A wonder-filled life
“People often think the basic command of religion is ‘do this, do that.’ It isn’t, it’s look and wonder.” – Philip Toynbee.
By Roland Ashby
A sense of wonder is a vital part of Esther de Waal’s faith. For the renowned author of books on Christian spirituality, including her latest Lost in Wonder – Rediscovering the Spiritual Art of Attentiveness, wonder is a vital part of spiritual growth because it enables us to see life as gift. “And if you see life as gift then there is a double reaction – the first is that you treat a gift with reverence and respect and responsibility, and secondly with gratitude, which leads to praise. Praise is so fundamental. An attitude of praise can really change the perspective of one’s life, and particularly one’s prayer life.”
So how, I ask, can we begin to recapture a sense of wonder? Esther suddenly produces a small magnifying glass, which she keeps with her at all times. “I use it to look at the most ordinary things. Dung is wonderful, and bird and animal droppings are extraordinarily beautiful put together. So too are stones, leaves, ferns, mosses, lichen, the bark of trees. And of course, the centres of flowers are exquisite.
“In towns I love pavements and just walking about the streets. I love the quality of the built environment. I am always in great danger on pavements because I stop to look at manhole covers and drainage covers – and the different patterns in the ironwork and the quality of the construction. If I ever find an old post box then that is sheer delight for the quality and colour.”
There’s a need she says to see with a child’s eyes. “My grandchildren often see in an almost magical way. When seeing the sun shining on the pebbles at the bottom of the stream that runs through my garden, one will exclaim ‘but they are gold!’ Down the road from my home in Hereford, on the English/Welsh border, lived the 17th Century mystical poet Thomas Traherne, and he sees the world with the childlike innocence which is at all times anew, radiant, full of light.”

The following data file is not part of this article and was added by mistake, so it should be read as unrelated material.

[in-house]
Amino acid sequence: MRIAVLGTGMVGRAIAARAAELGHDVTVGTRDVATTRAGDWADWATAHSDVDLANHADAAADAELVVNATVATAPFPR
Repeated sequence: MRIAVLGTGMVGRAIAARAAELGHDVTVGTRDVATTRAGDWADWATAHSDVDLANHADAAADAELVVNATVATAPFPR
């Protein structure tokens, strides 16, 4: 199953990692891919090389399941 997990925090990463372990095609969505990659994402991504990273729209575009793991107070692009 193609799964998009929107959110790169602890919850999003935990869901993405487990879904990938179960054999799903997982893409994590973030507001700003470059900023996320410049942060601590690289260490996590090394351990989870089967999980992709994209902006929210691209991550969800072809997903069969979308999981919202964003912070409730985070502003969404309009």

A sense of wonder she says depends on our “being aware with all of our five senses,” an awareness which depends on our slowing down. “In the cities I see people trudging along, burdened with consumer commodities, or they’re going at top speed because every second matters, or talking on their mobile phones, which means they are totally unaware of and cut off from the people and scenes around them.”
Wonder is also about “the sacrament of the present moment,” she says. “This is about the Benedictine vow of stability which is being present to the present wherever you are and whatever situation you find yourself in. The Desert Fathers called it nepsis – controlling your thoughts and being determined to be totally present to the reality of the moment. Simone Weil said ‘absolute attention is prayer.’ Michael Mayne also says that giving proper attention is what love is, and that ‘this is the surest way to God.’
“We are often speculating or anxious or wondering or dreaming, or there’s a tape playing of an interior conversation, perhaps because things have gone wrong, or perhaps because our self-esteem has been damaged. That sort of inner conversation St Benedict says is very insidious in taking one away from where one really is.